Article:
RIYADH: As Saudi Arabia’s Vision 2030 reform plan celebrates its fifth anniversary, citizens nationwide are looking at the many ways the ambitious plan has affected their day-to-day lives.
The overarching goal of the plan, to move the Kingdom away from an oil-based economy, has had the entire nation looking toward new industries and re-evaluating their perceptions of how Saudi Arabia could achieve success, and one of the biggest and most successful industries has been tourism and hospitality.
For some Saudis, working in the hospitality sector is a dream they have harbored for a long time, and they have taken great pains to find ways to break into the field. But some, like industry pioneer Sara Al-Marghalani, just “stumbled” into the industry almost by accident.
Al-Marghalani initially dreamt of a career in academia, even going so far as to obtain a master’s degree in linguistics to achieve that goal. However, things changed when she became the first Saudi to land a job in the hospitality sector of the Maldives.
An unexpected interview for a banquet coordinator position with a local hotel group started what would become her new passion, working in a field that very few Saudis had ventured into.
“I didn’t anticipate how fast-paced and dynamic life would be working with hotels and the hospitality industry, or how much my life would change during my career in tourism,” she told Arab News.
Within a few months of landing the job, she found her ambitions shifting focus, especially after a rapid promotion to sales executive as a result of her newfound passion. And when her direct manager applied for a general manager’s position in the Maldives, he asked her to join him as part of his team.
• A recent research study found that 90 percent of Saudi youth surveyed were interested in tourism and hospitality jobs.
• The study also stated that Saudi youth were starting to acknowledge the vital role that tourism and hospitality will play in the country’s new diversified economy.
“I received notice from the Maldives government and the Saudi Embassy that I would be the first Saudi citizen to work in the hospitality industry in the Maldives,” she said. “I lived and worked as a guest relations officer on a small island with a respected Maldivian hotel company called Coco Collection for nearly two years.”
Al-Marghalani said that the experience seemed to trigger “endless opportunities” for learning, and she continued to climb up the hotel management ranks.
She was later promoted to front office supervisor at the German hotel company Seaside Finolhu, where she spent a further 18 months.
One of the highlights of the experience for her was introducing herself to the guests at the resorts, who came from many countries worldwide. Most reacted with amazement when she said she came from Saudi Arabia and they asked a lot of questions.
“I told them of the Kingdom’s hidden treasures and its natural beauty, as well as its significant tourism potential,” she said. “This was before Saudi Arabia announced plans to economically diversify into tourism and promote its beautiful destinations. Tourists in the Maldives were eager to know what was hidden in Saudi Arabia and were enthusiastic to discover it for themselves.”
It is a dream to play a part in the world’s most ambitious regenerative tourism project and support the growth of Saudi tourism.
It was this passion that prompted her to return to the Kingdom and join up with the Red Sea Development Co. as a hotel front office assistant manager, something she said makes her incredibly proud and excited.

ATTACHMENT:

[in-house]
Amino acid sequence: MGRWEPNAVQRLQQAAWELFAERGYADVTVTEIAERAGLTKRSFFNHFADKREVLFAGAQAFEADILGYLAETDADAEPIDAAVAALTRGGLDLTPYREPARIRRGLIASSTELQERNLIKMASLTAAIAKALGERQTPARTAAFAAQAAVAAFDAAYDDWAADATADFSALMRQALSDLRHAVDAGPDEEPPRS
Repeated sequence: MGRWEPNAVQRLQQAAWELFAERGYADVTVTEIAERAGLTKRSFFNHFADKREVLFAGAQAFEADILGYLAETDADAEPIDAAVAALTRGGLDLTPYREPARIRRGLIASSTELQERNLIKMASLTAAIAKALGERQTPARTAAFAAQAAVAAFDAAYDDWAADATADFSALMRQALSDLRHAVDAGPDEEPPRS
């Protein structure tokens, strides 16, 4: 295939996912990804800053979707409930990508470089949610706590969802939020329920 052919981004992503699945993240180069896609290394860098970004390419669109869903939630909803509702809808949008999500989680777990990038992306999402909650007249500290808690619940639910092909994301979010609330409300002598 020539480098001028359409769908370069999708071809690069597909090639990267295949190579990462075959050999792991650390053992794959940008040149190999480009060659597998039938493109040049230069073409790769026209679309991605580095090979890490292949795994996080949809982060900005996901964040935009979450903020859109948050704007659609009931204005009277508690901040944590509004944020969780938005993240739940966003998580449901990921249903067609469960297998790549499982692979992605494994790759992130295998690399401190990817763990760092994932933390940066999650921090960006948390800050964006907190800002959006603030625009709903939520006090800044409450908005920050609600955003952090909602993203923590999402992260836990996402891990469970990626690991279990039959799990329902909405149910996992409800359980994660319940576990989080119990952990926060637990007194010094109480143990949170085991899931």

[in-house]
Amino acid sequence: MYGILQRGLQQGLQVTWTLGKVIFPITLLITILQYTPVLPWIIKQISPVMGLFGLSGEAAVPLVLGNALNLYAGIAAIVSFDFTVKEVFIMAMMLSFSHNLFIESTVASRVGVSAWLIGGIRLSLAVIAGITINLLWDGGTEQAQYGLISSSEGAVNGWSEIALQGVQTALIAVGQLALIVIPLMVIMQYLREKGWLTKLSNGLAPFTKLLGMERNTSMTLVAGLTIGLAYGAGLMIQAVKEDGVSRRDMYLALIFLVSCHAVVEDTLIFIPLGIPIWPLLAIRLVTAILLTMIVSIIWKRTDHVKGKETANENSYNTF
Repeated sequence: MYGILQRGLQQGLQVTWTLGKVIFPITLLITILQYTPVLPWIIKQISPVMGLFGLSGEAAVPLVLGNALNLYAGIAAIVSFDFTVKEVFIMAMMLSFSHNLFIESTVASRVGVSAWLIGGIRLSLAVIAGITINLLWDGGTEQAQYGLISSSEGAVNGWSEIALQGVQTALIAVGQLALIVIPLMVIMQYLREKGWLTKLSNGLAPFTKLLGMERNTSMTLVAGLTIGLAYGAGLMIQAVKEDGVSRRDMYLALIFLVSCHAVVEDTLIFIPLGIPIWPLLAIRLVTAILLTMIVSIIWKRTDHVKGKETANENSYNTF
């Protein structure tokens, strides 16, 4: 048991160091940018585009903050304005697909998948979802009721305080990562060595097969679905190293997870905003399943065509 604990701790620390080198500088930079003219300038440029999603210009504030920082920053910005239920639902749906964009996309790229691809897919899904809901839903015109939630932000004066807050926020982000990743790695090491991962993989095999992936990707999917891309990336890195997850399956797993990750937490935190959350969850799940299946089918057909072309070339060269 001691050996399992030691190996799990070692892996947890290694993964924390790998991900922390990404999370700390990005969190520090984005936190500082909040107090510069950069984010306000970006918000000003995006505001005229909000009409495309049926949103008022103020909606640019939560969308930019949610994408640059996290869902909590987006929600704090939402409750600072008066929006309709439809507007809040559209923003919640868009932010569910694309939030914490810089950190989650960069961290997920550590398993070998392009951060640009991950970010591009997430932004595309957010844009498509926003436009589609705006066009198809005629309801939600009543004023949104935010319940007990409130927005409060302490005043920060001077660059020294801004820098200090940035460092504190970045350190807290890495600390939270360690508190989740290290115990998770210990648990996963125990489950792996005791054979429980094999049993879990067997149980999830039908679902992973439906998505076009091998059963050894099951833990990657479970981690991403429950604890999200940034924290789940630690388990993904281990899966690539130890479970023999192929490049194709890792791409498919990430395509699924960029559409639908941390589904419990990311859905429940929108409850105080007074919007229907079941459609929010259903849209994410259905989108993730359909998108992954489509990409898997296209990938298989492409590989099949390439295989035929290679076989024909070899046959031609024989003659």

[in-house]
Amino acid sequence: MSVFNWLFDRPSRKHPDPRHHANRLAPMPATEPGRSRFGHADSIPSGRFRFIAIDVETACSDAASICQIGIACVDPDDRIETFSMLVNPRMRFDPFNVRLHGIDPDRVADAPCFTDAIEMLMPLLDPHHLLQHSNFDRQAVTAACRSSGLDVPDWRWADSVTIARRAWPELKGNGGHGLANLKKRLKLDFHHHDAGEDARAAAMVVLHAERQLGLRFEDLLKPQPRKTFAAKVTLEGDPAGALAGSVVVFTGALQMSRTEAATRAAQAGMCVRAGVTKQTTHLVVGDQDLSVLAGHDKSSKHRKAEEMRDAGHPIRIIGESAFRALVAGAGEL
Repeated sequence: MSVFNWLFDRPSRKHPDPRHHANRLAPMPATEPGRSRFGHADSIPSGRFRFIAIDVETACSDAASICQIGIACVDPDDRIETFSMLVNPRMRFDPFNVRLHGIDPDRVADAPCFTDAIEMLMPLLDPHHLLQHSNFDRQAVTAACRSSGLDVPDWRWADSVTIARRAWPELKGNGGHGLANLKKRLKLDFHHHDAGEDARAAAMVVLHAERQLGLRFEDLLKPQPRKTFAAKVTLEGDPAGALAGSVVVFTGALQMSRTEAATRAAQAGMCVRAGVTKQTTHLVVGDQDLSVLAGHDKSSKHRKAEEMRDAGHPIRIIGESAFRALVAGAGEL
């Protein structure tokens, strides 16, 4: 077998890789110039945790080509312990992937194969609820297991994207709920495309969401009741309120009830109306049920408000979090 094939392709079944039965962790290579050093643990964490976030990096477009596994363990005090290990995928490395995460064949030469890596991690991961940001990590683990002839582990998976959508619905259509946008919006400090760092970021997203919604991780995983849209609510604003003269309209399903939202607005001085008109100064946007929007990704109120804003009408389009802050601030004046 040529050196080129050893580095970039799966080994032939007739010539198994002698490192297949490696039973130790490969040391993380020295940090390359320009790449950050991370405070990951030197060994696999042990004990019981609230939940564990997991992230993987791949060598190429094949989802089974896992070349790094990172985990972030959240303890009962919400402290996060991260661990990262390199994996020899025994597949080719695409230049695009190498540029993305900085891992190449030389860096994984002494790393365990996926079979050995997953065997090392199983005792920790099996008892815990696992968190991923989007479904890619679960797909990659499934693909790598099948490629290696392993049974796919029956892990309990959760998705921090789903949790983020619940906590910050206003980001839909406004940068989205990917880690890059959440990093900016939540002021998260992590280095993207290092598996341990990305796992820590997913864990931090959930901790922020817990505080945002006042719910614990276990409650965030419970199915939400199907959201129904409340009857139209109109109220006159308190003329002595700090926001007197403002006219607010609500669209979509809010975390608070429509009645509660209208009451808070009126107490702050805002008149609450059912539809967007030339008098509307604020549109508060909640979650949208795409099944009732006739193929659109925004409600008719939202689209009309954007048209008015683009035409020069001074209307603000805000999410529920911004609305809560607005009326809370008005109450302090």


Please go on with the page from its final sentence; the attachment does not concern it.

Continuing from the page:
“It is a dream to play a part in the world’s most ambitious regenerative tourism project and support the growth of Saudi tourism,” she said. “I had planned to continue my work abroad in the Maldives, but after hearing about this luxury project and understanding its high standards in sustainability, as well as the regenerative approach to tourism, I had no other option but to come back and be a part of this ambitious team.”
Al-Marghanlani said that after several years working in the Maldives, one of the top luxury travel destinations in the world, she has brought back “endless emotions of passion and drive” and believes that she can be a driving force of change in the Kingdom’s hospitality sector.
“I have the experience to further the vision of the developer in creating a new luxury resort destination here in our Kingdom. I think I’ve grasped the concept of what a luxury resort is, what it means and how it operates. I gained invaluable insight into what guests need and how can we meet the high expectations,” she said.
Al-Marghalani also said that the tourism and hospitality industry has the potential to boom here in the Kingdom.
“As we become a globalized society, more and more people find passion in traveling. We are one of the few countries left which, up until now, has been relatively unexplored and I believe this is an advantage for us. Saudi Arabia has an incredible history and countless hidden treasures, which include the Red Sea itself, our unexplored massive deserts, and our extraordinary and hospitable people,” she said.
The Ministry of Tourism said in December that domestic tourism had exceeded expectations, despite the pandemic and 2020 being, in the words of the UN World Tourism Organization (UNWTO), “the worst year on record in the history of tourism.”
Saudi Minister of Tourism Ahmed Al-Khateeb told Bloomberg in September that a sudden surge in domestic travel — 50 percent more than officials had projected — helped to save businesses and jobs, as well as boost the economy.
Saudis’ attitudes toward the industry are beginning to change as well. A December research study commissioned by the Red Sea Development Co. found that 90 percent of Saudi youth surveyed were interested in tourism and hospitality jobs.
The study also stated that Saudi youth were starting to acknowledge the vital role that tourism and hospitality will play in the country’s new diversified economy.